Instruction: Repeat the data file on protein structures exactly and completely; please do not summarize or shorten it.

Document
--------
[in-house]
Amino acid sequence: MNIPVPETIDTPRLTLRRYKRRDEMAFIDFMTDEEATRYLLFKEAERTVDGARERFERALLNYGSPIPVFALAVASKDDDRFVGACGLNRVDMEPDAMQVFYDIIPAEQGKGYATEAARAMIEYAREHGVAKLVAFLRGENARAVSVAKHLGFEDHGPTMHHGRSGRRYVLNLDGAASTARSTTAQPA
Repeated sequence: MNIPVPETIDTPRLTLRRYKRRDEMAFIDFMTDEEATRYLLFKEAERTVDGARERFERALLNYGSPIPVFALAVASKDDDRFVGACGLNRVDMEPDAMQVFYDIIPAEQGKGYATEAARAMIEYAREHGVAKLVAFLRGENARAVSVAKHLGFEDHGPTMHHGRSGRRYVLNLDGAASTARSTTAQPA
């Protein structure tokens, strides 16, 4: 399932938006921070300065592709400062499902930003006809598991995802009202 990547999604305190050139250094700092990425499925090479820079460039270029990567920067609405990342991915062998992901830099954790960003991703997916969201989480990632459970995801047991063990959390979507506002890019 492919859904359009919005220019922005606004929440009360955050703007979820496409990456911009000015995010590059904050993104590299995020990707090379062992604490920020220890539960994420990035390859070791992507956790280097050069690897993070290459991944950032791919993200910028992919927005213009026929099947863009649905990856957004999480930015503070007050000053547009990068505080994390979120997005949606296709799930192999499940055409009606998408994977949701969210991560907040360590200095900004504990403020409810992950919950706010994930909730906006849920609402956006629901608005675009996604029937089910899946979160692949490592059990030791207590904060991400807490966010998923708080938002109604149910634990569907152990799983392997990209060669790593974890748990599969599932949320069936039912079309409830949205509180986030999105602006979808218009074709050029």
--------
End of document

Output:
[in-house]
Amino acid sequence: MNIPVPETIDTPRLTLRRYKRRDEMAFIDFMTDEEATRYLLFKEAERTVDGARERFERALLNYGSPIPVFALAVASKDDDRFVGACGLNRVDMEPDAMQVFYDIIPAEQGKGYATEAARAMIEYAREHGVAKLVAFLRGENARAVSVAKHLGFEDHGPTMHHGRSGRRYVLNLDGAASTARSTTAQPA
Repeated sequence: MNIPVPETIDTPRLTLRRYKRRDEMAFIDFMTDEEATRYLLFKEAERTVDGARERFERALLNYGSPIPVFALAVASKDDDRFVGACGLNRVDMEPDAMQVFYDIIPAEQGKGYATEAARAMIEYAREHGVAKLVAFLRGENARAVSVAKHLGFEDHGPTMHHGRSGRRYVLNLDGAASTARSTTAQPA
């Protein structure tokens, strides 16, 4: 399932938006921070300065592709400062499902930003006809598991995802009202 990547999604305190050139250094700092990425499925090479820079460039270029990567920067609405990342991915062998992901830099954790960003991703997916969201989480990632459970995801047991063990959390979507506002890019 492919859904359009919005220019922005606004929440009360955050703007979820496409990456911009000015995010590059904050993104590299995020990707090379062992604490920020220890539960994420990035390859070791992507956790280097050069690897993070290459991944950032791919993200910028992919927005213009026929099947863009649905990856957004999480930015503070007050000053547009990068505080994390979120997005949606296709799930192999499940055409009606998408994977949701969210991560907040360590200095900004504990403020409810992950919950706010994930909730906006849920609402956006629901608005675009996604029937089910899946979160692949490592059990030791207590904060991400807490966010998923708080938002109604149910634990569907152990799983392997990209060669790593974890748990599969599932949320069936039912079309409830949205509180986030999105602006979808218009074709050029």